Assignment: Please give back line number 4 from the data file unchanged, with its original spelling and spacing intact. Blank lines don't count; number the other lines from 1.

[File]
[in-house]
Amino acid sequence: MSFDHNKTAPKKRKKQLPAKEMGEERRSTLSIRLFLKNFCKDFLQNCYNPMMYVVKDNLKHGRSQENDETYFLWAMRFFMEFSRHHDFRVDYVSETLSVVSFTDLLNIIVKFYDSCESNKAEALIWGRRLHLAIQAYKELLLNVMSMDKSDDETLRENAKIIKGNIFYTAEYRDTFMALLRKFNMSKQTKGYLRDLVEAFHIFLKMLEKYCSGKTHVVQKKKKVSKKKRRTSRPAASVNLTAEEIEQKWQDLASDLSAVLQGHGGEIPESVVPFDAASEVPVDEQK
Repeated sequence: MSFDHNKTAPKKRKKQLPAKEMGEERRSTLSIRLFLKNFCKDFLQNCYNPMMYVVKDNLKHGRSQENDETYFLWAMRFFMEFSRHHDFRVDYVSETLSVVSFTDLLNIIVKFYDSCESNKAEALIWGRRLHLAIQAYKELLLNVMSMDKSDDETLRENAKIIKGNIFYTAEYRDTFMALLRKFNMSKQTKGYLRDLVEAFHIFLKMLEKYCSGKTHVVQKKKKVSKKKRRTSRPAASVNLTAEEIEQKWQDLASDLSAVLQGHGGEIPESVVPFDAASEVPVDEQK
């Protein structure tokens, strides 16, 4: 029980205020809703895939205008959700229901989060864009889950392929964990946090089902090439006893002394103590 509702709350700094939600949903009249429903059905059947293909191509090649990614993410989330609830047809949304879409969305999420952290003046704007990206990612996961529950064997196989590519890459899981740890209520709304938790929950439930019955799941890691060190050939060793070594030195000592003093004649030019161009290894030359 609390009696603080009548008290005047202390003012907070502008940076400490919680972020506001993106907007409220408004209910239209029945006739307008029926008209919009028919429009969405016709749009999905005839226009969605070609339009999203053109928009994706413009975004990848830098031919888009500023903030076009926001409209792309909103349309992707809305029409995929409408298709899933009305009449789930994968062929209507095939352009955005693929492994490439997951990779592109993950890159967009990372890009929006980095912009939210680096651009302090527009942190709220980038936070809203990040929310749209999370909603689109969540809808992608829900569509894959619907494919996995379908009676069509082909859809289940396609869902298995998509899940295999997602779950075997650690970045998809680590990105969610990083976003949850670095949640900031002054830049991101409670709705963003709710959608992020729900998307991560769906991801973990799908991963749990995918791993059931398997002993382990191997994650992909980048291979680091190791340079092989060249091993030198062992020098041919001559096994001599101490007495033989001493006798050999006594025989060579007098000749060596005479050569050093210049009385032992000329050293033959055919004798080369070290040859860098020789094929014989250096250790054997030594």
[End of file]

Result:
């Protein structure tokens, strides 16, 4: 029980205020809703895939205008959700229901989060864009889950392929964990946090089902090439006893002394103590 509702709350700094939600949903009249429903059905059947293909191509090649990614993410989330609830047809949304879409969305999420952290003046704007990206990612996961529950064997196989590519890459899981740890209520709304938790929950439930019955799941890691060190050939060793070594030195000592003093004649030019161009290894030359 609390009696603080009548008290005047202390003012907070502008940076400490919680972020506001993106907007409220408004209910239209029945006739307008029926008209919009028919429009969405016709749009999905005839226009969605070609339009999203053109928009994706413009975004990848830098031919888009500023903030076009926001409209792309909103349309992707809305029409995929409408298709899933009305009449789930994968062929209507095939352009955005693929492994490439997951990779592109993950890159967009990372890009929006980095912009939210680096651009302090527009942190709220980038936070809203990040929310749209999370909603689109969540809808992608829900569509894959619907494919996995379908009676069509082909859809289940396609869902298995998509899940295999997602779950075997650690970045998809680590990105969610990083976003949850670095949640900031002054830049991101409670709705963003709710959608992020729900998307991560769906991801973990799908991963749990995918791993059931398997002993382990191997994650992909980048291979680091190791340079092989060249091993030198062992020098041919001559096994001599101490007495033989001493006798050999006594025989060579007098000749060596005479050569050093210049009385032992000329050293033959055919004798080369070290040859860098020789094929014989250096250790054997030594």